PARIS (Reuters) - Judo enthusiast Patrick Pelata knows all about falls, and he looks almost certain to take one to protect his boss Carlos Ghosn as an embarrassing spying debacle engulfs Renault's boardroom.
As Chief Operating Officer, 55 year-old Pelata took a leading role when the company shocked the auto industry in January, firing three top executives and going public with an investigation into industrial espionage.
Pelata has hinted that his job is on the line now that there are doubts about the affair and a possibility that the allegations may be unfounded.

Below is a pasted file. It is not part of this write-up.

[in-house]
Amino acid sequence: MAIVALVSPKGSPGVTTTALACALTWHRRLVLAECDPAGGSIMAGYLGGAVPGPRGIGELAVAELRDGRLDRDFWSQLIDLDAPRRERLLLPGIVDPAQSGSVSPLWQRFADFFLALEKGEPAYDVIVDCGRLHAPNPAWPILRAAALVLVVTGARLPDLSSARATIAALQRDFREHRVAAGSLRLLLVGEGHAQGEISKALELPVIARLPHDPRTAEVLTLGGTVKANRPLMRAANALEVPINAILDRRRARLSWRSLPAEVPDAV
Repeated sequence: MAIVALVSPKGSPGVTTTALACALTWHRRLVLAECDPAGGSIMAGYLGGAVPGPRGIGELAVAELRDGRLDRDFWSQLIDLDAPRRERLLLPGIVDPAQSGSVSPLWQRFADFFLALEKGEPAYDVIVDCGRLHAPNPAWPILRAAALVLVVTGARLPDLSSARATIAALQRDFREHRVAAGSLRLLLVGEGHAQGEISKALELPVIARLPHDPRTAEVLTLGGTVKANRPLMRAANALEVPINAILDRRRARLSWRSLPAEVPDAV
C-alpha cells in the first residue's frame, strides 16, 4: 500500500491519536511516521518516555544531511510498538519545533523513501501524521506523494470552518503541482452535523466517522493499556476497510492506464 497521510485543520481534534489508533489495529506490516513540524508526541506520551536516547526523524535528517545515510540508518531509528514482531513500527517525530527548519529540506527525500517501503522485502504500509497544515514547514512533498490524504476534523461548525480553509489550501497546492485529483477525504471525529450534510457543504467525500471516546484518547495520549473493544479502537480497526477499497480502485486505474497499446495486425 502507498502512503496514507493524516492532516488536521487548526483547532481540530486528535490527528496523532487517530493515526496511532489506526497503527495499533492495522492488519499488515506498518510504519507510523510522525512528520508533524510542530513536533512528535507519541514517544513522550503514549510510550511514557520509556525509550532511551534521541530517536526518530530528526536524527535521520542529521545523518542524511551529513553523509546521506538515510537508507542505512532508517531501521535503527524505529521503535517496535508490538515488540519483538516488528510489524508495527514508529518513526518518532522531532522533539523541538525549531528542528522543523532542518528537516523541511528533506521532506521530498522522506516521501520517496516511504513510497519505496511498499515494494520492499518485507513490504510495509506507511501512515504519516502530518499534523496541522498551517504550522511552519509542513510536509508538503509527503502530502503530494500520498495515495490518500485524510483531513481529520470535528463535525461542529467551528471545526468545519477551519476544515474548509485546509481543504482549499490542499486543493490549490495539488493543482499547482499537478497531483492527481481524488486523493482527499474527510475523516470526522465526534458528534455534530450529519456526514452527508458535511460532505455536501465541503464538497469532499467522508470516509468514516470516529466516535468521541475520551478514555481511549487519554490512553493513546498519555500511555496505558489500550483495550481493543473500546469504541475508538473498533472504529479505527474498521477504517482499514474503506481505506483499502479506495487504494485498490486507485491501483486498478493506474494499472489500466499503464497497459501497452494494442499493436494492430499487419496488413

The case has strained relations between the French government and Renault, as the 15 percent state-owned carmaker came under fire for not informing authorities of its suspicions soon enough and carrying out its own investigation first.
France's Economy Minister Christine Lagarde said Renault could face "consequences" from the episode, and Pelata said they would be accepted "up to the highest level of the company, that is to say up to myself."
A source close to the carmaker told Reuters Pelata would probably fall on his sword to protect Ghosn, who is CEO of Renault and its alliance partner Nissan.
"It's likely to be Patrick Pelata who forms the shield to protect the CEO," the source said on Friday. "In this story, somebody has to throw themselves on the grenade."
A Renault spokeswoman declined to comment.